Why we are dependent on the raw materials for the energy transition

KURIER: Mr. Melcher, independence from Russian gas is currently the major goal of the EU. In the future, energy will come from photovoltaics, wind and hydropower. To manufacture these plants, however, we need mineral raw materials, most of which are not mined in Europe. So are we becoming dependent on China on another level?
Frank Melcher: We must not delude ourselves, we are already dependent on China for many mineral raw materials. The country is already the world market leader for around 20 of these raw materials. As far as the energy transition in particular is concerned, we need certain metals for the production of wind and solar technology – the famous rare earths, for example. And yes, we source these mainly from China.

But not only the extraction of raw materials, also the preparation and further processing takes place in China.
The West also outsourced that around 20 years ago. China now sells hardly any raw ores and pre-concentrates, but mainly intermediate and end products, such as the finished magnets for the wind turbines. That increases the profit margin and also makes the West dependent on production.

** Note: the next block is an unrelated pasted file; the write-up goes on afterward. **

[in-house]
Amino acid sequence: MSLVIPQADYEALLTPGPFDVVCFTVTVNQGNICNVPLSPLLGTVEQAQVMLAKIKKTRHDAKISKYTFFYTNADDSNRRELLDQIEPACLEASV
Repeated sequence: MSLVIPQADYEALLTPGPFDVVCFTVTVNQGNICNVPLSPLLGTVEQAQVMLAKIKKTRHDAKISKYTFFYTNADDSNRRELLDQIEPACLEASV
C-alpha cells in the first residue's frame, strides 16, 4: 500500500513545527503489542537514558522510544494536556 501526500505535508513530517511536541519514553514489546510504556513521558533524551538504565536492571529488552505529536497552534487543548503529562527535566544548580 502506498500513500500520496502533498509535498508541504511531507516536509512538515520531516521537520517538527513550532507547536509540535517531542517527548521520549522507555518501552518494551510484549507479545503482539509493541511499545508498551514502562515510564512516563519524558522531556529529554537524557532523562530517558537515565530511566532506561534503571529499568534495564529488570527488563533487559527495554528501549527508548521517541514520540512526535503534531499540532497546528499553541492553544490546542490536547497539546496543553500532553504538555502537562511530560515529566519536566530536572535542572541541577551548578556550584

Why this development?
These are primarily for environmental and cost reasons. Let’s take the rare earths for example. They are in minerals that are very difficult to dissolve. The elements then have to be dissolved out with aggressive chemicals. This is a complex, multi-stage process that leaves at least 95 percent partially contaminated waste. Plants that do that are hard to imagine in Europe. This is the classic NIMBY (Not in my Backyard) syndrome. Just not next to my garden, they say.

We also need other raw materials to build the plants.
Yes, we have eight cement plants in Austria. For the energy transition, however, our demand will increase enormously. It is questionable where we get these raw materials from, also because the approval procedures here take a very long time.

Could we reduce dependency through the circular economy?
Recycling already works very well for metals such as copper and aluminum as well as concrete. In the case of rare earths, on the other hand, this is difficult, where the recycling rate is less than one percent. This is also due to the fact that the wind turbines have a long service life and the magnets do not even have to be returned to the cycle. Products with a lot of metals, such as scrap mobile phones, are also problematic. This contains about 60 different raw materials, which are worth a total of maybe one euro. Recycling it makes no economic sense at all.

Does it make ecological sense?
Especially with metals, recycling works either with toxic chemicals or with a lot of energy. Circular economy sounds great, of course, and I’m basically in favor of it too. At the same time, however, we must not lose sight of the fact that this causes costs for the environment. So we always have to ask ourselves the question: is the damage we are causing really less than the damage we are causing by mining primary raw materials?

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